- Look up verbs in the dictionary or on the Internet, to see if they are irregular. For example, “to write” is an irregular verb, because we should say, “Justin Bieber has written his paper,” instead of “Justin Bieber has writed his paper.” Verbs normally end in –ed when we talk about something that already happened, but the verb to write doesn’t do that. Other irregular verbs include to be, to do, to eat, to feel, etc…
- When you have a series of verbs all in a row, you need to make sure they are the same kind of verb. For example: correct: Fred Figglehorn screamed, squeaked, and raced away. incorrect: Fred Figglehorn screamed, squeaked, and was racing away.
- When the subject is singular, the verb must also be singular. Here’s an example: That movie trailer, with all its celebrity cameos, is fun to watch. There’s only one trailer, so the verb that coordinates with trailer is the word is.
- When writing a narrative (i.e. a story), be sure you use the same verb tense throughout the entire tale. Don’t switch from He said to He says, in your dialogue tags, for example.
- Avoid using the “&” symbol; instead, write out “and”. Exceptions are made for note-taking and texting.
- Check your writing to see if you have made a common wording error, like writing “should of,” when what you meant to write was, “should have.” Taylor Swift should have bought that pink shirt instead.
- Avoid using double-negatives. For example, avoid phrases like, “don’t have none” or “don’t like nobody.” Instead, say, “don’t have any” or “don’t like anybody”.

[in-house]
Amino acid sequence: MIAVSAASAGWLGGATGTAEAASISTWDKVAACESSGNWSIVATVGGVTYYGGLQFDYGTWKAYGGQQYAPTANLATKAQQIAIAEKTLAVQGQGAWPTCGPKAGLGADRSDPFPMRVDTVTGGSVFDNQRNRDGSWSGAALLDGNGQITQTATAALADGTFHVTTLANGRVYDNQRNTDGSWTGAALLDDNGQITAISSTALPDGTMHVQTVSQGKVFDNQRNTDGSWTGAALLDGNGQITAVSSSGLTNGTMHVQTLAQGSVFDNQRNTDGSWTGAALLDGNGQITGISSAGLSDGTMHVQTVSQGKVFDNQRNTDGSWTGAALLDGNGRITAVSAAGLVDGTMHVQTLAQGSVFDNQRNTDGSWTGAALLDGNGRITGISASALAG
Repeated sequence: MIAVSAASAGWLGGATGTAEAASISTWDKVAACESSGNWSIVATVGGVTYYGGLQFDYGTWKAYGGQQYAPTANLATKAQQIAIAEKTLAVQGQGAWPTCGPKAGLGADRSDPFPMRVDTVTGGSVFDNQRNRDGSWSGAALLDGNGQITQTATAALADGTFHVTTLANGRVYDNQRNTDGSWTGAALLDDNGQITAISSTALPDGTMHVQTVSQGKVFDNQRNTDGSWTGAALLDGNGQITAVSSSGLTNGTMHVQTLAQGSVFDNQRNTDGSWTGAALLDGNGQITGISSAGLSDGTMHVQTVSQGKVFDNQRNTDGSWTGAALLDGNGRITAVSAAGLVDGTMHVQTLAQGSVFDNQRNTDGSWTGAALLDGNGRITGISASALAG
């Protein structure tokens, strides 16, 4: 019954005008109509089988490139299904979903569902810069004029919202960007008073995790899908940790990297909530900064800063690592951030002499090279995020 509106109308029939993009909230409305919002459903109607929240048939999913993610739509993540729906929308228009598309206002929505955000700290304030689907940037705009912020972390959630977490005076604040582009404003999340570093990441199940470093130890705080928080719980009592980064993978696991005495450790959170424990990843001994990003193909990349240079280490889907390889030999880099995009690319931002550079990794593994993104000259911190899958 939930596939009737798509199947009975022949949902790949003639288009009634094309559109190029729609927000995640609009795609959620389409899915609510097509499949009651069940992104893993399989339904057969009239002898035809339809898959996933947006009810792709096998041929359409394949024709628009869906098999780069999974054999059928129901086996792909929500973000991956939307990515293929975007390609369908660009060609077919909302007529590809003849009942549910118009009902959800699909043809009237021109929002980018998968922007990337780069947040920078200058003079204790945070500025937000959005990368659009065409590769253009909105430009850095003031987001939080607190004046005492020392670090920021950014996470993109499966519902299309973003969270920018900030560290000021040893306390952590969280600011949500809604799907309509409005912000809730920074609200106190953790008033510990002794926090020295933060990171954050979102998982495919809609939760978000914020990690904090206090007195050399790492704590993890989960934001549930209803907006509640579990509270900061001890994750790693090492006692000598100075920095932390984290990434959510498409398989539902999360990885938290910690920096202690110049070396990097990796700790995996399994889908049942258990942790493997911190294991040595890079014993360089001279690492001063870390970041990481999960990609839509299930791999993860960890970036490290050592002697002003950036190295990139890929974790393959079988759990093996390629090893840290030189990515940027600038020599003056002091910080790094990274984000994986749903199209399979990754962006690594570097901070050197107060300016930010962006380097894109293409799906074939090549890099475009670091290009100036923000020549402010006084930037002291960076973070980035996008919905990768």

- Avoid using double comparatives. For example, say, “Dumbledore is funnier than Mrs. McGonagall,” rather than “Dumbledore is more funnier than Mrs. McGonagall.”
- “An”, rather than “a”, should be used before words which begin with a vowel (for example: an emoticon).
- Check double-subjects (like he and I OR she and Shakira OR you and they). When a pronoun is paired with another subject at the beginning of a sentence, try each pronoun alone to see if it works, like this: In the sentence, “He and Shakira are going to a movie,” does it make more sense to say, “Him is going to a movie?” or “He is going to a movie”? Try both forms of each pronoun to choose which one works. (Note: you need to adjust the verb when you try this sometimes, as the example shows.)
- When talking about objects, we use that. When talking about people, we use who. For example, it’s correct to say, Beowulf and the Pied Piper are characters who have leading roles in narrative poems. It would be incorrect to say Beowulf and the Pied Piper are characters that have leading roles in narrative poems.